Ordinarily, extraordinary

By Stephen Kalb-Koenigsfeld, Pioneer Editor
Wednesday, June 20, 2018

Casey Gunlikson poses with a basketball, football and his state track and field medals in his backyard. Gunlikson was a three-sport athlete this year (STEPHEN KALB-KOENIGSFELD / Big Timber Pioneer).


Editor’s note: This is the first of a two-part series featuring the male and female athletes of the year for Sweet Grass County sports. Casey Gunlikson has been nominated for the male athlete of the year, while Madilyn Emter has been nominated as the female athlete of the year. For her feature, pick up a copy of the Pioneer next week.

Casey Gunlikson is your ordinary, extraordinary athlete.

He’s a humble man for only finishing his junior year of high school, and seemingly has a stronger grasp than most his age on the what’s important in life, and finds the balance between fun and competition.

He doesn’t have a cornerstone moment where he flipped a switch and became an ultra-athletic competitor he is today, but rather plethora of stepping stones that have been the brick and mortar of his career.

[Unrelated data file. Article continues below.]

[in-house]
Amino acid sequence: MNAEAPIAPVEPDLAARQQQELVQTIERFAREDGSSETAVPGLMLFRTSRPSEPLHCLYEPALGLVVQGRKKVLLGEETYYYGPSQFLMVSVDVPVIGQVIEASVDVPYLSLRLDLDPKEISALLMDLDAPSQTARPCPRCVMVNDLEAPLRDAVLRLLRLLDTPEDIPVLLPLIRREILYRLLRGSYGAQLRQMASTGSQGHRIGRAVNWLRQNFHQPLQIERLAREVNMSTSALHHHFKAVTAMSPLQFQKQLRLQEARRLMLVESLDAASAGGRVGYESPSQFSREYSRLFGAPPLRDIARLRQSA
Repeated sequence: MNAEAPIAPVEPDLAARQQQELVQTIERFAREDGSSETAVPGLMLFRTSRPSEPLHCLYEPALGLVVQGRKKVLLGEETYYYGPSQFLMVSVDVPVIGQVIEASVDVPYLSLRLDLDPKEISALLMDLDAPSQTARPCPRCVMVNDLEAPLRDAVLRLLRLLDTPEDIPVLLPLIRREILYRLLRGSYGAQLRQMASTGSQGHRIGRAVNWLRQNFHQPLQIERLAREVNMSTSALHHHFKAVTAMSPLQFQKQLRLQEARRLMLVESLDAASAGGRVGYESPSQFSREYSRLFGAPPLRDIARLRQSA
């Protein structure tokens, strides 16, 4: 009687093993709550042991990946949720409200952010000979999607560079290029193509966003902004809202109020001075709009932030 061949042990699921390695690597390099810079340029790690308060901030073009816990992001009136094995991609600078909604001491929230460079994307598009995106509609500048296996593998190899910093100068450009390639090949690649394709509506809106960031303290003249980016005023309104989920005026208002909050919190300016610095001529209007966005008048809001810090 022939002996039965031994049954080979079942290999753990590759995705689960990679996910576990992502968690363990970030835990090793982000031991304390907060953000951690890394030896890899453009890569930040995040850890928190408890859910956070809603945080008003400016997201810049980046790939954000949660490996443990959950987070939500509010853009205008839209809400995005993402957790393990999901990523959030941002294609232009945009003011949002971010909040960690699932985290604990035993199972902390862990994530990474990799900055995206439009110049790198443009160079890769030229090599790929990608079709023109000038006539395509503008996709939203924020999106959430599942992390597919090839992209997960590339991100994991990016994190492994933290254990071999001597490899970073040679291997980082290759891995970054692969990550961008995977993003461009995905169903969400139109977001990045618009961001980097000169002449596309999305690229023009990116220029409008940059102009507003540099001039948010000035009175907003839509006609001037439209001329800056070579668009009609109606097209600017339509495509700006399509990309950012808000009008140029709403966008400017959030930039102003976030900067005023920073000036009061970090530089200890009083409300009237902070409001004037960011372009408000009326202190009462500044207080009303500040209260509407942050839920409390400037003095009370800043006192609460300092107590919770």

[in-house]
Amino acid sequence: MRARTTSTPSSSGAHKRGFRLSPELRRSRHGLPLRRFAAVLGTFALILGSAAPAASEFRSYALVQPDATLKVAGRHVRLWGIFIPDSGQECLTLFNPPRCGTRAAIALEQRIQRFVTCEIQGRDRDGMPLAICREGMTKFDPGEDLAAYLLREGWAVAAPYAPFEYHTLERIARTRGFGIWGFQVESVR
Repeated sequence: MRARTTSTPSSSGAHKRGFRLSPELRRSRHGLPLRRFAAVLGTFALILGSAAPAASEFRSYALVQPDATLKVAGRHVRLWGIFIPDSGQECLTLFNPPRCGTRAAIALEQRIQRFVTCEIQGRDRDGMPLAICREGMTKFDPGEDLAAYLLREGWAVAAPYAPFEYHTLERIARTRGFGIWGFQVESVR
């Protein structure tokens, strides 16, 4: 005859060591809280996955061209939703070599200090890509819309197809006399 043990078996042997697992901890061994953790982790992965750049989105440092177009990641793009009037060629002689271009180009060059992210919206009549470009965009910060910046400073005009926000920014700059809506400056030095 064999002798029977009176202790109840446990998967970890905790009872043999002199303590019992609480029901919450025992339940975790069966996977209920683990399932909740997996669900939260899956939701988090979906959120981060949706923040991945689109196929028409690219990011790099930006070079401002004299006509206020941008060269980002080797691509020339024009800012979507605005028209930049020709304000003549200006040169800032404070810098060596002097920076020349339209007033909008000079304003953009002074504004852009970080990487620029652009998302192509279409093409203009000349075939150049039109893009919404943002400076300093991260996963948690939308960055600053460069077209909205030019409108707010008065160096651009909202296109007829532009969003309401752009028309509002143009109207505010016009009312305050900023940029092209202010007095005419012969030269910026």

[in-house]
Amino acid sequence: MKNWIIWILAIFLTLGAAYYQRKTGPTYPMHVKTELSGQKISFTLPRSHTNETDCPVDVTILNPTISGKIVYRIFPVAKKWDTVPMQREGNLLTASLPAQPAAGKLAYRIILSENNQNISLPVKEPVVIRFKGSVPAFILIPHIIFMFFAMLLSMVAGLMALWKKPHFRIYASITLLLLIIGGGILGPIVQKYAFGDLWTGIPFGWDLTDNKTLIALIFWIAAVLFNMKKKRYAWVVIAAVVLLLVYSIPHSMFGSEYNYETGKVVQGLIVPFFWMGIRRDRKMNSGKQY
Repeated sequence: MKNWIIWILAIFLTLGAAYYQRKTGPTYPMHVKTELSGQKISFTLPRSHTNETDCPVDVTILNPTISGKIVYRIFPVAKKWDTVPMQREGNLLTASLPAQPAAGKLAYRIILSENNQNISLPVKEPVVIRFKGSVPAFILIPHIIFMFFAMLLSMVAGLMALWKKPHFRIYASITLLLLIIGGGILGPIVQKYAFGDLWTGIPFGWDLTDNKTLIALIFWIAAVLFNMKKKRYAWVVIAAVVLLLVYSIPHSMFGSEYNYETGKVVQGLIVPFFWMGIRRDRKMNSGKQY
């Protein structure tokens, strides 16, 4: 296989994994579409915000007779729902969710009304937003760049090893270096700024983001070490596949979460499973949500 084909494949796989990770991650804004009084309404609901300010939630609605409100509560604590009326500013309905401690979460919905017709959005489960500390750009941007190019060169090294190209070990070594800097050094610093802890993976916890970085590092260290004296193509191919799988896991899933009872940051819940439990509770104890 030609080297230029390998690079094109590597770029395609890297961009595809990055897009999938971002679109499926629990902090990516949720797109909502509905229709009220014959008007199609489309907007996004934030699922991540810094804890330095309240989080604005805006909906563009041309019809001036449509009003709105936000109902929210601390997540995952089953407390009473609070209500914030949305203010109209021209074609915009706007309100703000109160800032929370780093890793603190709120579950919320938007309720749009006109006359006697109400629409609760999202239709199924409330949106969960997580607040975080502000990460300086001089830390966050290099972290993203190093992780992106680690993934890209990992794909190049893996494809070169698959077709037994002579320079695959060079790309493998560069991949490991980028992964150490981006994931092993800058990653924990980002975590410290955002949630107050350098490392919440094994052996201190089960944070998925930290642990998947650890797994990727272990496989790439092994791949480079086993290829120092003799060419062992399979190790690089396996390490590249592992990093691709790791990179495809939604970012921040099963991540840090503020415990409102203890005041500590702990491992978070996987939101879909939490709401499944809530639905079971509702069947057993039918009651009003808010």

Sitting at his kitchen table, next to mom and track and field coach alike, Paula Berry, Gunlikson gives an affirmative smirk with each answer to the reporter digging through his memory, searching for athletic accomplishments and defining moments. Each answer is truthful and confident; there was a memory for everything. 

“Sure, I got one,” Gunlikson said, reminiscing of a standout moment in his sporting life. “My dad always tells me this one. I had six goals once, and the score was 5-1. I scored on my own goal. I kicked it off a kid’s face and it came right back. I do remember that one.”

He’s always been highly competitive; expecting the best of himself and his teammates. But his athleticism isn’t the only thing that sets him apart from the competition. His demeanor and attitude toward sports — winning and losing — makes him a standout athlete. 

“That’s just an individual characteristic,” Berry said. “As a parent and in sports, you want them to be a good winner and a good loser.”

Gunlikson chimed in quick with, “I was a terrible loser. Maybe, because I know what it feels like to lose, I shouldn’t rub it in.”

It’s not that he’s become accustomed to losing or that he doesn’t expect to win every time he steps on the field, court or track — because he does. He’s had a foundational understanding of losing, simply because it happened to him in the rawest of ways. 

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